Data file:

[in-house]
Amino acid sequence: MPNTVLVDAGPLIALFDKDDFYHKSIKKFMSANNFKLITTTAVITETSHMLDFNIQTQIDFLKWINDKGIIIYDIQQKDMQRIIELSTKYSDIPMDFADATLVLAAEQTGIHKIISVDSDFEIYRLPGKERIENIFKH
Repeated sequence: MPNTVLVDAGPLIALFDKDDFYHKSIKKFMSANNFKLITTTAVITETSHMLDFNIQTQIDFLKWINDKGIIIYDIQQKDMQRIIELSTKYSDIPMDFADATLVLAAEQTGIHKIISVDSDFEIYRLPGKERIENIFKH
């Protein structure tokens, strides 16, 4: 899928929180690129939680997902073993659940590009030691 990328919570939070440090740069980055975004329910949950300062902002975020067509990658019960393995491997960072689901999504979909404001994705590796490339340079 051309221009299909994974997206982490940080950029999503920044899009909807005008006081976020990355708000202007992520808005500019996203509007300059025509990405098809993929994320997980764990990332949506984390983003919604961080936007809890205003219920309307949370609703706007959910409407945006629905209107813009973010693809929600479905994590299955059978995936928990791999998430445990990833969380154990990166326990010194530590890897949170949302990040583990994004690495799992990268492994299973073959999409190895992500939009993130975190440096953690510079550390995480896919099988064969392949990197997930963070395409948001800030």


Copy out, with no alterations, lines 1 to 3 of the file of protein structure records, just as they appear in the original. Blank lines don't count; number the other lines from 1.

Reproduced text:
[in-house]
Amino acid sequence: MPNTVLVDAGPLIALFDKDDFYHKSIKKFMSANNFKLITTTAVITETSHMLDFNIQTQIDFLKWINDKGIIIYDIQQKDMQRIIELSTKYSDIPMDFADATLVLAAEQTGIHKIISVDSDFEIYRLPGKERIENIFKH
Repeated sequence: MPNTVLVDAGPLIALFDKDDFYHKSIKKFMSANNFKLITTTAVITETSHMLDFNIQTQIDFLKWINDKGIIIYDIQQKDMQRIIELSTKYSDIPMDFADATLVLAAEQTGIHKIISVDSDFEIYRLPGKERIENIFKH